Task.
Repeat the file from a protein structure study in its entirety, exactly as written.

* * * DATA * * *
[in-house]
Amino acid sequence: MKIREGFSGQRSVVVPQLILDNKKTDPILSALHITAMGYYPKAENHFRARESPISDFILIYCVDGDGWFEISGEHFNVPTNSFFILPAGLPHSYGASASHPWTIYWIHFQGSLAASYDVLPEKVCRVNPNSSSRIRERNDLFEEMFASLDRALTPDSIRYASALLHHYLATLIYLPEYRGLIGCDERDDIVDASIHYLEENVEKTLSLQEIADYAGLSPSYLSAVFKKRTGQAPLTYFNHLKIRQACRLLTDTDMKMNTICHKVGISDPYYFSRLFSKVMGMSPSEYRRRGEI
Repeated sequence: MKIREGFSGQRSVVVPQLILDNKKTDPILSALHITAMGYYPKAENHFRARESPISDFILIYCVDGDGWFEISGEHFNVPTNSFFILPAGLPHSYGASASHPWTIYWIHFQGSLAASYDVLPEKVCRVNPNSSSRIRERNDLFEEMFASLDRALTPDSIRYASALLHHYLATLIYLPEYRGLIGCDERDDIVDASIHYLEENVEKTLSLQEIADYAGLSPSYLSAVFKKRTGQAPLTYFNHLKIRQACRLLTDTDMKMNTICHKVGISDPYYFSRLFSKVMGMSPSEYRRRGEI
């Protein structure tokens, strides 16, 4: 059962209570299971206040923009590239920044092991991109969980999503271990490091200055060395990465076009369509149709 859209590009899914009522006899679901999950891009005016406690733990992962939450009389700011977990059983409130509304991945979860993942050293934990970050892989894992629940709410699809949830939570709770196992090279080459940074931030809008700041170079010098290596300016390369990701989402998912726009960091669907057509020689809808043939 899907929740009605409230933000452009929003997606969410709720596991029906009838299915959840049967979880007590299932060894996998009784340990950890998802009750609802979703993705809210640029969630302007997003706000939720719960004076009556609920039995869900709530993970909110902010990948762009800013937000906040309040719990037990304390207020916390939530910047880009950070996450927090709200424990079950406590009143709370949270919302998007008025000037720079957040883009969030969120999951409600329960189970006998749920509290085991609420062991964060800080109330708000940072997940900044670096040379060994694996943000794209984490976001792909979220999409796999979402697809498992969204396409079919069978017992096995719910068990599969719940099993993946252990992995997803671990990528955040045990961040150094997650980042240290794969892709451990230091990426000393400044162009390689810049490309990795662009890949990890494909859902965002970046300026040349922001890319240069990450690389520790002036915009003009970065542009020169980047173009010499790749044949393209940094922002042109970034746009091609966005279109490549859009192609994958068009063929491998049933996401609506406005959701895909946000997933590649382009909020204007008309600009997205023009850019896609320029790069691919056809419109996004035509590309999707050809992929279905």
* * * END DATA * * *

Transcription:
[in-house]
Amino acid sequence: MKIREGFSGQRSVVVPQLILDNKKTDPILSALHITAMGYYPKAENHFRARESPISDFILIYCVDGDGWFEISGEHFNVPTNSFFILPAGLPHSYGASASHPWTIYWIHFQGSLAASYDVLPEKVCRVNPNSSSRIRERNDLFEEMFASLDRALTPDSIRYASALLHHYLATLIYLPEYRGLIGCDERDDIVDASIHYLEENVEKTLSLQEIADYAGLSPSYLSAVFKKRTGQAPLTYFNHLKIRQACRLLTDTDMKMNTICHKVGISDPYYFSRLFSKVMGMSPSEYRRRGEI
Repeated sequence: MKIREGFSGQRSVVVPQLILDNKKTDPILSALHITAMGYYPKAENHFRARESPISDFILIYCVDGDGWFEISGEHFNVPTNSFFILPAGLPHSYGASASHPWTIYWIHFQGSLAASYDVLPEKVCRVNPNSSSRIRERNDLFEEMFASLDRALTPDSIRYASALLHHYLATLIYLPEYRGLIGCDERDDIVDASIHYLEENVEKTLSLQEIADYAGLSPSYLSAVFKKRTGQAPLTYFNHLKIRQACRLLTDTDMKMNTICHKVGISDPYYFSRLFSKVMGMSPSEYRRRGEI
């Protein structure tokens, strides 16, 4: 059962209570299971206040923009590239920044092991991109969980999503271990490091200055060395990465076009369509149709 859209590009899914009522006899679901999950891009005016406690733990992962939450009389700011977990059983409130509304991945979860993942050293934990970050892989894992629940709410699809949830939570709770196992090279080459940074931030809008700041170079010098290596300016390369990701989402998912726009960091669907057509020689809808043939 899907929740009605409230933000452009929003997606969410709720596991029906009838299915959840049967979880007590299932060894996998009784340990950890998802009750609802979703993705809210640029969630302007997003706000939720719960004076009556609920039995869900709530993970909110902010990948762009800013937000906040309040719990037990304390207020916390939530910047880009950070996450927090709200424990079950406590009143709370949270919302998007008025000037720079957040883009969030969120999951409600329960189970006998749920509290085991609420062991964060800080109330708000940072997940900044670096040379060994694996943000794209984490976001792909979220999409796999979402697809498992969204396409079919069978017992096995719910068990599969719940099993993946252990992995997803671990990528955040045990961040150094997650980042240290794969892709451990230091990426000393400044162009390689810049490309990795662009890949990890494909859902965002970046300026040349922001890319240069990450690389520790002036915009003009970065542009020169980047173009010499790749044949393209940094922002042109970034746009091609966005279109490549859009192609994958068009063929491998049933996401609506406005959701895909946000997933590649382009909020204007008309600009997205023009850019896609320029790069691919056809419109996004035509590309999707050809992929279905």